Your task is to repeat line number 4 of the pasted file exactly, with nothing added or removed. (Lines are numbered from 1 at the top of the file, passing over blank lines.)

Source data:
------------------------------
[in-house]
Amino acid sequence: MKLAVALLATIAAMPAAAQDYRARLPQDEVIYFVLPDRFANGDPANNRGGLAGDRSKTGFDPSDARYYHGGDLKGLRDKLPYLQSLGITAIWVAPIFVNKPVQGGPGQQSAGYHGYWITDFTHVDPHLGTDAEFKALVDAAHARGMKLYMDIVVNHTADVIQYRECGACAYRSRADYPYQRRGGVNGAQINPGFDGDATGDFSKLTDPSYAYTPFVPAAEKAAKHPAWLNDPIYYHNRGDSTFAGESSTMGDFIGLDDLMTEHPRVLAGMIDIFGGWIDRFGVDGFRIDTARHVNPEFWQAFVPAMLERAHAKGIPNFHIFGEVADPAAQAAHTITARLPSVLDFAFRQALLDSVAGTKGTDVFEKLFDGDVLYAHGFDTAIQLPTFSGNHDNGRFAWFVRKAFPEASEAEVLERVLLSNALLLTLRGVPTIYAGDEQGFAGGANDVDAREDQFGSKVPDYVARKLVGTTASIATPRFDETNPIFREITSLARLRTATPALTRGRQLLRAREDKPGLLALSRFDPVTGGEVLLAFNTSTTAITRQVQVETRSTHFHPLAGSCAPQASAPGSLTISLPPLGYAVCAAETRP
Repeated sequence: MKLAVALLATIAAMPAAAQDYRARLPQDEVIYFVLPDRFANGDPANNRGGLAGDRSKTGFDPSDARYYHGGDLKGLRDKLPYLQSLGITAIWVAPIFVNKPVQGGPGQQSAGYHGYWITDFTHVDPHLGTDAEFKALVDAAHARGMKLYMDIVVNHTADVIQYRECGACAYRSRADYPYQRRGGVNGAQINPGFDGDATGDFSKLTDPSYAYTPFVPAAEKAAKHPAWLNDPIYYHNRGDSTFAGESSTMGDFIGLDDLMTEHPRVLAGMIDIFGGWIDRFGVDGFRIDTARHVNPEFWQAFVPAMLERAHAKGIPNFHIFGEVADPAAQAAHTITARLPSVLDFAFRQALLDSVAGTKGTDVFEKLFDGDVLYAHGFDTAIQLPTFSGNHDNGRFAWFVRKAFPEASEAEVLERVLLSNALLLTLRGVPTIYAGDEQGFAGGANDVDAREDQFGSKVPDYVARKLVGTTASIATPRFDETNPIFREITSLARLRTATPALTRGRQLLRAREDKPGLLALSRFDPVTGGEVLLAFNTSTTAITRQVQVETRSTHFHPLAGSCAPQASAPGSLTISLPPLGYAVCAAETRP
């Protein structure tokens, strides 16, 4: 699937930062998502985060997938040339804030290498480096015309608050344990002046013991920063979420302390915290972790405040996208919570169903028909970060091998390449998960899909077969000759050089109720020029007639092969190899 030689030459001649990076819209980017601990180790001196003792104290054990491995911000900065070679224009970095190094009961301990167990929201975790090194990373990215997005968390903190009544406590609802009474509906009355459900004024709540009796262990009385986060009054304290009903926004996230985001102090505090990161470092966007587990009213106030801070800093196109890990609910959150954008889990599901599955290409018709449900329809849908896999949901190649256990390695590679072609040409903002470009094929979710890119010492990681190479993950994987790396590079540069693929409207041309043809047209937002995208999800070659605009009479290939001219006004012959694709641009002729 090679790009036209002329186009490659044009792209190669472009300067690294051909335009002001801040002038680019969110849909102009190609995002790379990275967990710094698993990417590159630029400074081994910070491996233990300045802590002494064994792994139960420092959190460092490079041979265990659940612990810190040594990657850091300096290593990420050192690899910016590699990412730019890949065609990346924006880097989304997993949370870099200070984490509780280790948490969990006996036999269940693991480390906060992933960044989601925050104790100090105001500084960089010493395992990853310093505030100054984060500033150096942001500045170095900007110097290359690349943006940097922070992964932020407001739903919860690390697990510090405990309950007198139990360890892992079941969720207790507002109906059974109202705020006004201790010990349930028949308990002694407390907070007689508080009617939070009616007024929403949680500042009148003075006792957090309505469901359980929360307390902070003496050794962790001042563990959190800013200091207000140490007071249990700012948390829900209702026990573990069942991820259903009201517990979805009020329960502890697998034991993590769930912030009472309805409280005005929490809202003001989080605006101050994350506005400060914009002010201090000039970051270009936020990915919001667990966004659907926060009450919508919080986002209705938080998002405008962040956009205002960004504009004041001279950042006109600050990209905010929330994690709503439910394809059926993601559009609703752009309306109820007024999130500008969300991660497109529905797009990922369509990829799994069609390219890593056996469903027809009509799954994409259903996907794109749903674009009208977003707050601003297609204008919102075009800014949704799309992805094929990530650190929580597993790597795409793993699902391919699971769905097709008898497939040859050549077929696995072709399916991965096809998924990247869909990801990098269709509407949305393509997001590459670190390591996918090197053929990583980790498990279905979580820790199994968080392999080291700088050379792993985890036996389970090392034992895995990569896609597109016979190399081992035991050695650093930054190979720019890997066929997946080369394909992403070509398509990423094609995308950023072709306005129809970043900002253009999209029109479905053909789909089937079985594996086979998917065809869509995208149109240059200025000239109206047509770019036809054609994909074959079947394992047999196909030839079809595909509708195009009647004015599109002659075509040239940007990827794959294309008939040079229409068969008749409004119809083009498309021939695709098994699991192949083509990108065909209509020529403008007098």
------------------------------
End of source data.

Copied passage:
């Protein structure tokens, strides 16, 4: 699937930062998502985060997938040339804030290498480096015309608050344990002046013991920063979420302390915290972790405040996208919570169903028909970060091998390449998960899909077969000759050089109720020029007639092969190899 030689030459001649990076819209980017601990180790001196003792104290054990491995911000900065070679224009970095190094009961301990167990929201975790090194990373990215997005968390903190009544406590609802009474509906009355459900004024709540009796262990009385986060009054304290009903926004996230985001102090505090990161470092966007587990009213106030801070800093196109890990609910959150954008889990599901599955290409018709449900329809849908896999949901190649256990390695590679072609040409903002470009094929979710890119010492990681190479993950994987790396590079540069693929409207041309043809047209937002995208999800070659605009009479290939001219006004012959694709641009002729 090679790009036209002329186009490659044009792209190669472009300067690294051909335009002001801040002038680019969110849909102009190609995002790379990275967990710094698993990417590159630029400074081994910070491996233990300045802590002494064994792994139960420092959190460092490079041979265990659940612990810190040594990657850091300096290593990420050192690899910016590699990412730019890949065609990346924006880097989304997993949370870099200070984490509780280790948490969990006996036999269940693991480390906060992933960044989601925050104790100090105001500084960089010493395992990853310093505030100054984060500033150096942001500045170095900007110097290359690349943006940097922070992964932020407001739903919860690390697990510090405990309950007198139990360890892992079941969720207790507002109906059974109202705020006004201790010990349930028949308990002694407390907070007689508080009617939070009616007024929403949680500042009148003075006792957090309505469901359980929360307390902070003496050794962790001042563990959190800013200091207000140490007071249990700012948390829900209702026990573990069942991820259903009201517990979805009020329960502890697998034991993590769930912030009472309805409280005005929490809202003001989080605006101050994350506005400060914009002010201090000039970051270009936020990915919001667990966004659907926060009450919508919080986002209705938080998002405008962040956009205002960004504009004041001279950042006109600050990209905010929330994690709503439910394809059926993601559009609703752009309306109820007024999130500008969300991660497109529905797009990922369509990829799994069609390219890593056996469903027809009509799954994409259903996907794109749903674009009208977003707050601003297609204008919102075009800014949704799309992805094929990530650190929580597993790597795409793993699902391919699971769905097709008898497939040859050549077929696995072709399916991965096809998924990247869909990801990098269709509407949305393509997001590459670190390591996918090197053929990583980790498990279905979580820790199994968080392999080291700088050379792993985890036996389970090392034992895995990569896609597109016979190399081992035991050695650093930054190979720019890997066929997946080369394909992403070509398509990423094609995308950023072709306005129809970043900002253009999209029109479905053909789909089937079985594996086979998917065809869509995208149109240059200025000239109206047509770019036809054609994909074959079947394992047999196909030839079809595909509708195009009647004015599109002659075509040239940007990827794959294309008939040079229409068969008749409004119809083009498309021939695709098994699991192949083509990108065909209509020529403008007098």